Cleaning up and monitoring toxics in the Columbia River Basin could now be a little easier. Congress recently passed a bill that would authorize the Environmental Protection Agency to start a voluntary grant program for environmental cleanup in the Columbia River system.
The Columbia River Basin, which was named as a “large aquatic ecosystem” in 2006, was the only system of that sort that didn’t receive dedicated funding to reduce toxins. Others included Puget Sound, the Gulf of Mexico and the Great Lakes.
Oregon Sen. Jeff Merkley praised the Columbia River Restoration Act in an emailed statement.
“Nobody wants to worry that the water they are drinking or fishing in or swimming in is tainted, but 8 million inhabitants of the Columbia River Basin have had their health, safety and environment endangered by toxins in the river. Now Congress is finally doing something about it,” Merkley. said. “This bill will provide a much needed boost to the health and economy of our beloved Columbia River.”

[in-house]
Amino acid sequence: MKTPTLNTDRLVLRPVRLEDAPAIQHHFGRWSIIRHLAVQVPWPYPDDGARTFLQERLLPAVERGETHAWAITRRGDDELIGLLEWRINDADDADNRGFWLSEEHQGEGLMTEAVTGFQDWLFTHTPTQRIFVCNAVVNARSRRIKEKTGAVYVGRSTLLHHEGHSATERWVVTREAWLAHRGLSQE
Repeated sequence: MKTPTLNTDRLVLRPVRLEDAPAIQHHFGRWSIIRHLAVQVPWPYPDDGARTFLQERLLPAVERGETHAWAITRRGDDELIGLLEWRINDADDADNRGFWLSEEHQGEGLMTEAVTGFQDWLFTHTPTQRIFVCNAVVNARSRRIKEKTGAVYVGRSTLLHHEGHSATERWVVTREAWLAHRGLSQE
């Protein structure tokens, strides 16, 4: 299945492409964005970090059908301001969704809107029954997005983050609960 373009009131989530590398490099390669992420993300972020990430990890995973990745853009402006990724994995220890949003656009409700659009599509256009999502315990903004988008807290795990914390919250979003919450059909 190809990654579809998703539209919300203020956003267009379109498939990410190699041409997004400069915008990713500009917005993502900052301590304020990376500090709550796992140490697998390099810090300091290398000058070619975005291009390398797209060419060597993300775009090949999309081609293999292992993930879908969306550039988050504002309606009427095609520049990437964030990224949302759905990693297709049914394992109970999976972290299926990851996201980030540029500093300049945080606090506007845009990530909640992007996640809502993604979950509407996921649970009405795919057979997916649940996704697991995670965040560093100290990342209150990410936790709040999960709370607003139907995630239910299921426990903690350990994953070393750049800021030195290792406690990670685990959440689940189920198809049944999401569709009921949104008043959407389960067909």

Toxics in the river — like PCBs, mercury and pesticides — can build up in fish. That accumulation can then cause birth defects and other health issues for people who eat a lot of fish.
A number of programs could benefit from grant funding, including hazardous and pharmaceutical collections and better toxics monitoring.
“There is not any long-term monitoring done on most of the mainstem Columbia,” said Debrah Marriott, executive director of the Lower Columbia Estuary Partnership, which worked to get the bill passed.
She said a lot of the pollution in the Columbia River Basin stems from undefined sources, like stormwater and agricultural runoff, known as nonpoint source pollution. Marriott said a lot of smaller projects are underway in the basin — this grant will help expand them.
“It’s like most things — one or two is good, but when we start accumulating the impact of those, we’ll really start to see some improvements,” Marriott said.
The act had broad support from tribal, environmental and industry groups.
Kristin Meira is the executive director of Pacific Northwest Waterways Association, an industry group that supports navigation, energy and trade. She said the act benefits people, the environment, fish and the economy.
“When you have contaminated materials in the river, it makes it very difficult to maintain berth areas and have cost-effective plans for dredging and other activities in the river,” Meira said.
The act all a part of larger water infrastructure legislation, which also includes a provision to return Kennewick Man to Northwest tribes for a proper burial. The president is expected to sign the act into law.